When, not so very long ago, a black patriarch died in the Eastern North Carolina town of Tarboro, his body was shipped by train to Norfolk, prayed over and eulogized there, and next day returned for burial in his family plot. His postmortem travel was a matter of convenience and economy for the multitude of his kin and homefolks who had migrated to the Virginia port city.
In that period the black owner-driver of a small taxi company in Norfolk sent his two sons each summer to work on their grandfather’s farm in Brunswick County, in the Virginia Southside, so as to profit, as he was satisfied he had, from pure air and country manners.
And a white member of a Norfolk interracial committee was distressed that he could not get along with a black counterpart, a labor-union agent from Boston, until he rationalized that it was the man’s Yankeeness, not anything to do with the color of his skin, that turned him off. . . .
Of such was the composition of Norfolk’s large black community during the 30 years, until 1980, that I lived there. It could have changed little: families and individuals who had departed, or traced their roots to, rural Carolina and Virginia and urban centers in much of the East. As early as 1920 they numbered 43,392. Shipbuilding and shipping, especially during the two World Wars, and service jobs attracted them. Until Norfolk redevelopment messed them up they lived and did business, for the most part, in a district flaring off Church Street, a thoroughfare that might have passed for, without its greater length and commerce, the protagonist of Eric Lincoln’s novel The Avenue, Clayton City.
Municipal and landlord neglect characterized the community as much as the jumble of its tenements, the blocks of its stores, cafes, beer joints, movie houses, barber shops, and pool halls, and its sad schools and impressive churches.
Blacks began to collect in Norfolk during the Civil War, when Federal troops occupied the city, and in the years just afterward as former slaves sought to settle themselves. It is to this period that Earl Lewis, a Norfolk native who directs the Center for Afroamerican and African Studies at the University of Michigan, Ann Arbor, in this oddly titled book traces his people’s struggle for civil rights. They battled on two fronts that tended to cross, he shows: the workplace, where for decades they were, despite being workers, “locked out of the working class” as racial ethnics; and the home sphere, which he defines as “the community, the streets, the neighborhood; it was one’s church, friends and relatives; it was a shared culture and shared expectations; it was what one sought to improve, because it was a place worthy of improvement.”
If blacks became overly zealous toward bettering their lot on one front, they risked worsening it on the other. Better-job agitators, for example, couldn’t expect a sympathetic ear at City Hall if they petitioned it for decent streets, sewerage extensions, and a dearly wished-for bathing beach in a land of estuaries, bay, and ocean. Meanwhile, blacks had to hide their divisions in order to present themselves to the “white understanding” as a bloc, voting or not, entitled to political rewards.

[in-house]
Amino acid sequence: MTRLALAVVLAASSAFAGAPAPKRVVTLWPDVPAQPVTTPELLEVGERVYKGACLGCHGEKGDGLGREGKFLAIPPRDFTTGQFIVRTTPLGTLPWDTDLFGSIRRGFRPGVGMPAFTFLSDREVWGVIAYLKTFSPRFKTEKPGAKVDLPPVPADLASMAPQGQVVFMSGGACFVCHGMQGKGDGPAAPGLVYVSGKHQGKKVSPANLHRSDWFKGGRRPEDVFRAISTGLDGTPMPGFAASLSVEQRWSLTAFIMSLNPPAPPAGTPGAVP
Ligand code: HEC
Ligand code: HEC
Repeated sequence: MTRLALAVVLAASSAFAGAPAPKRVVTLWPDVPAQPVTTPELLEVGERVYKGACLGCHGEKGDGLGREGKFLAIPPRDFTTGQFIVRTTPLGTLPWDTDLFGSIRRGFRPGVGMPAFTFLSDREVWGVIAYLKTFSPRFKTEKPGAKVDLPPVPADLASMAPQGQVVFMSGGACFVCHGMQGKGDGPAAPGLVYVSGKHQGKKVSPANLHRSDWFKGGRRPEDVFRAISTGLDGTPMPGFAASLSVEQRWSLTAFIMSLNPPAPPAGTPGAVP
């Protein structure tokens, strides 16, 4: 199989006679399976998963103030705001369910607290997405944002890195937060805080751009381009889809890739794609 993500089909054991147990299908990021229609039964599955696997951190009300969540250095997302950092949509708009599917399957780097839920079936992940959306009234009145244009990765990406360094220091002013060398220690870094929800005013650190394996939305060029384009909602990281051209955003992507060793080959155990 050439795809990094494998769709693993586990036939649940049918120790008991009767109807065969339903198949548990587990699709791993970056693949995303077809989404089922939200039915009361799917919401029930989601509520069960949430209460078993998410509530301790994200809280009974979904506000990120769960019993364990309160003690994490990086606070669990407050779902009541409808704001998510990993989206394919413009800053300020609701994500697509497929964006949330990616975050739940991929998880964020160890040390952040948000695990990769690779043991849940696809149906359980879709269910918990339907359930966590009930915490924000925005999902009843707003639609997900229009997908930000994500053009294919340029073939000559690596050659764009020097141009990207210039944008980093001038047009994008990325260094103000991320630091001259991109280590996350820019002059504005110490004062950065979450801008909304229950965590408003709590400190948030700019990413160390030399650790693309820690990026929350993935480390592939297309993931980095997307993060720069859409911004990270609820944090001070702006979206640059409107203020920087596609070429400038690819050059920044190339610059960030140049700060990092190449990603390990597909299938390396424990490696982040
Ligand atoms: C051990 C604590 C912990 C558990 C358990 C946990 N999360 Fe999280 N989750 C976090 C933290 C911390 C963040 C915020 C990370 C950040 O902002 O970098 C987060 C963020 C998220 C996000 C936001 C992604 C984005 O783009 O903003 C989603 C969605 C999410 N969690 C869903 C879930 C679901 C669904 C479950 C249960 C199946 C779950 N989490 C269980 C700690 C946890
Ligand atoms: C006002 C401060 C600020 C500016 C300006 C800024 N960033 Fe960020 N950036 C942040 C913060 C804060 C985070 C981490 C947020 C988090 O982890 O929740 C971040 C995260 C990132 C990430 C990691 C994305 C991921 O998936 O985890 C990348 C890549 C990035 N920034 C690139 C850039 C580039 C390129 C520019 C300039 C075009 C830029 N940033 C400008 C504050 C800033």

Even so, a couple of individuals with minor grievances and then the black Norfolk Teachers Association (NTA) with a major one went into court for relief, which enabled their community “to take the next journey, one that more fully combined advancement in the workplace and the home sphere.” Professor Lewis’s account of Black and then Alston v. School Board is at some variance with one by Lewis Suggs in his 1988 biography of P.B. Young, publisher of the influential black weekly Norfolk Journal and Guide and first among his community’s conservative leaders. Between them they offer an engaging account of the 1939—40 proceedings, verdict, and extrajudicial finaglings, and of the role of Thurgood Marshall, the now retired Associate Justice of the U.S. Supreme Court. Here is the gist of it:
Black teachers in Norfolk were paid only 56. 6 to 72. 1 percent of the salaries of white teachers in the same categories. NTA’s parent organization, the Virginia Teachers Association (VTA), prodded as well as supported by the National Association for the Advancement of Colored People (NAACP), sponsored a challenge to the policy of discrimination. It was the first such court test in the state, although in 1930 black teachers in Buchanan County had petitioned Governor John Garland Pollard for salary fairness without effect—except the dismissal of the teacher who led the movement. Aline E. Black, a young high school teacher in Norfolk, was prophetically conscious of the risk when she lent her name as plaintiff in the VTA case. And Marshall, newly promoted from assistant to special counsel for the NAACP, knew exactly what he faced when he entered the courtroom on July 1, 1939.